The BMJ Today: A healthy NHS, preventing SIDS, and more on Nepal

houses_parliament• A letter to the next secretary of state for health
In an open letter to the politician who will become secretary of health after the UK general election on 7 May, The BMJ provides a checklist for a healthy NHS, with funding the key issue. “History will not forgive another health secretary whose actions contribute to its decline. Let this be the five years that secure the NHS’s future as the best and fairest health service in the world,” conclude Gareth Iacobucci, Rebecca Coombes, and Fiona Godlee. The letter has been widely picked up by Britain’s media (including the Daily Mail, Sky News, LBC, ITV News).

Find The BMJ’s election coverage here.

baby_mother_sleeping• Sudden infant death syndrome and advice for safe sleeping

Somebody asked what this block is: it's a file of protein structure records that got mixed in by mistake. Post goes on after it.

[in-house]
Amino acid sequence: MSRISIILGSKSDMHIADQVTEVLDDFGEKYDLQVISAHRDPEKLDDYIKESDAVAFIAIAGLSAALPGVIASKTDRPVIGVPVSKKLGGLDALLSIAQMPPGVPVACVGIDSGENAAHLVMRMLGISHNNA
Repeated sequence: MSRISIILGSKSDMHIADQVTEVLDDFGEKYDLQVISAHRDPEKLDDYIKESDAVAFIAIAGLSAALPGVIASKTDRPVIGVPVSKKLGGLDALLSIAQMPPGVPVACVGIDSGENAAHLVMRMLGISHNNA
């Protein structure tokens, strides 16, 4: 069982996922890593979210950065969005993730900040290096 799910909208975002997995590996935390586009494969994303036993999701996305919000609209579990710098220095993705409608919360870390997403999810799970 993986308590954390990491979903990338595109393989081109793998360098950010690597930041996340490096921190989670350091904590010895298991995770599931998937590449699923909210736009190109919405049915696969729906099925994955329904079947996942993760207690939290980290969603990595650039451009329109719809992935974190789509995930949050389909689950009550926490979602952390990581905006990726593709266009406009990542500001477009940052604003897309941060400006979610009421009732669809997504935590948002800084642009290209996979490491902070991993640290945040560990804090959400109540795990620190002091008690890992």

Since 2004, sudden infant death syndrome (SIDS) has been defined as the sudden and unexpected death of an infant younger than 1 year—with the onset of the lethal episode apparently occurring during sleep—that remains unexplained after a thorough investigation including performance of a complete autopsy and review of the circumstances of death. Before this definition, a diagnosis of SIDS did not require a death scene investigation or to have occurred during sleep, and therefore the definition for SIDS varies in the studies cited in this review. This clinical review provides healthcare professionals with the most up to date information for parents and caregivers about SIDS and infant safety while sleeping.

abhishek_yadav• Nepal struggles to cope with the aftermath of the earthquake
Abhishek Yadav, an engineer and energy consultant in Kathmandu, blogs about the fallout of last week’s catastrophic earthquake in his country and its impact on a faltering emergency healthcare system. He calls for an emergency preparedness system in order for the government and the public to be able to handle the next, inevitable, earthquake with greater speed and efficiency.

Birte Twisselmann is web editor and obituaries editor, The BMJ.